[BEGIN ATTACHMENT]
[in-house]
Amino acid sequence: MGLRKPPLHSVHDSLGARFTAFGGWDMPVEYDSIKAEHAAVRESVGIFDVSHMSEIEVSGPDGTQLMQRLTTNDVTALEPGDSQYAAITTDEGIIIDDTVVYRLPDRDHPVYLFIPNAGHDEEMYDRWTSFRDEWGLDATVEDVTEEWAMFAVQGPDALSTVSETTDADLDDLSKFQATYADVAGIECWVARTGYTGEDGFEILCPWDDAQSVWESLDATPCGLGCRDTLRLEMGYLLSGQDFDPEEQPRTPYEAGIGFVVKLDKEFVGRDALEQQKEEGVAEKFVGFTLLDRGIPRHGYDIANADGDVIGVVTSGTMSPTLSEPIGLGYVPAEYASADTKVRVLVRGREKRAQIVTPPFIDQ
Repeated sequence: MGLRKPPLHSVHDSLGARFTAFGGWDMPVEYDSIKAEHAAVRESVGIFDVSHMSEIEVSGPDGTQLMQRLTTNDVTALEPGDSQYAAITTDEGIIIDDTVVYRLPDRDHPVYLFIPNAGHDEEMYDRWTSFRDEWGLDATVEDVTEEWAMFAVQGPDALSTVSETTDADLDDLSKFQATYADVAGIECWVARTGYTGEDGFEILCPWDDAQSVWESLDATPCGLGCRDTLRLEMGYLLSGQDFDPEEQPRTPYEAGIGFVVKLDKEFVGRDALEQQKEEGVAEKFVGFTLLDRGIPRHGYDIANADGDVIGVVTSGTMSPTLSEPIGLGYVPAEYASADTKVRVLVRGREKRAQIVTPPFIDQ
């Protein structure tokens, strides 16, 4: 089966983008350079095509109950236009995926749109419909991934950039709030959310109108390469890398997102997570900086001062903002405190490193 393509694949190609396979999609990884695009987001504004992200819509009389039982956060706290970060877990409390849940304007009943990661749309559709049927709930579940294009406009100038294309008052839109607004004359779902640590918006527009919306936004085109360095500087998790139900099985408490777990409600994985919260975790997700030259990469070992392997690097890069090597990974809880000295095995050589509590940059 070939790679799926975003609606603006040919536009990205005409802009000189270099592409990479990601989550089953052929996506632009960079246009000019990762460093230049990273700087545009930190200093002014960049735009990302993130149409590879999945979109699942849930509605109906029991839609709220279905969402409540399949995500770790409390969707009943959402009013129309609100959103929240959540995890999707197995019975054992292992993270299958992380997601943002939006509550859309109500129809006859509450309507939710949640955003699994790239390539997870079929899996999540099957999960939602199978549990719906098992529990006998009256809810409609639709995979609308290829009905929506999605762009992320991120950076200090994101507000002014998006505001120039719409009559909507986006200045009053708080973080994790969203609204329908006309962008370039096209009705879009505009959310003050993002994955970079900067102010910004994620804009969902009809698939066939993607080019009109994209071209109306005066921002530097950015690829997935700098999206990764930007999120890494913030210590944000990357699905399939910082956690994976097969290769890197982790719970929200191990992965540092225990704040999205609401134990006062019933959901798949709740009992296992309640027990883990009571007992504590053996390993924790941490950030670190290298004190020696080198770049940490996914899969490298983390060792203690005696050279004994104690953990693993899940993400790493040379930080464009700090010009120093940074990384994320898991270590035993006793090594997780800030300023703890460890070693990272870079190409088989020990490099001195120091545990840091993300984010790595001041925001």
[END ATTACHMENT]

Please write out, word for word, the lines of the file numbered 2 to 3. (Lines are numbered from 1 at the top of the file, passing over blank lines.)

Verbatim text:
Amino acid sequence: MGLRKPPLHSVHDSLGARFTAFGGWDMPVEYDSIKAEHAAVRESVGIFDVSHMSEIEVSGPDGTQLMQRLTTNDVTALEPGDSQYAAITTDEGIIIDDTVVYRLPDRDHPVYLFIPNAGHDEEMYDRWTSFRDEWGLDATVEDVTEEWAMFAVQGPDALSTVSETTDADLDDLSKFQATYADVAGIECWVARTGYTGEDGFEILCPWDDAQSVWESLDATPCGLGCRDTLRLEMGYLLSGQDFDPEEQPRTPYEAGIGFVVKLDKEFVGRDALEQQKEEGVAEKFVGFTLLDRGIPRHGYDIANADGDVIGVVTSGTMSPTLSEPIGLGYVPAEYASADTKVRVLVRGREKRAQIVTPPFIDQ
Repeated sequence: MGLRKPPLHSVHDSLGARFTAFGGWDMPVEYDSIKAEHAAVRESVGIFDVSHMSEIEVSGPDGTQLMQRLTTNDVTALEPGDSQYAAITTDEGIIIDDTVVYRLPDRDHPVYLFIPNAGHDEEMYDRWTSFRDEWGLDATVEDVTEEWAMFAVQGPDALSTVSETTDADLDDLSKFQATYADVAGIECWVARTGYTGEDGFEILCPWDDAQSVWESLDATPCGLGCRDTLRLEMGYLLSGQDFDPEEQPRTPYEAGIGFVVKLDKEFVGRDALEQQKEEGVAEKFVGFTLLDRGIPRHGYDIANADGDVIGVVTSGTMSPTLSEPIGLGYVPAEYASADTKVRVLVRGREKRAQIVTPPFIDQ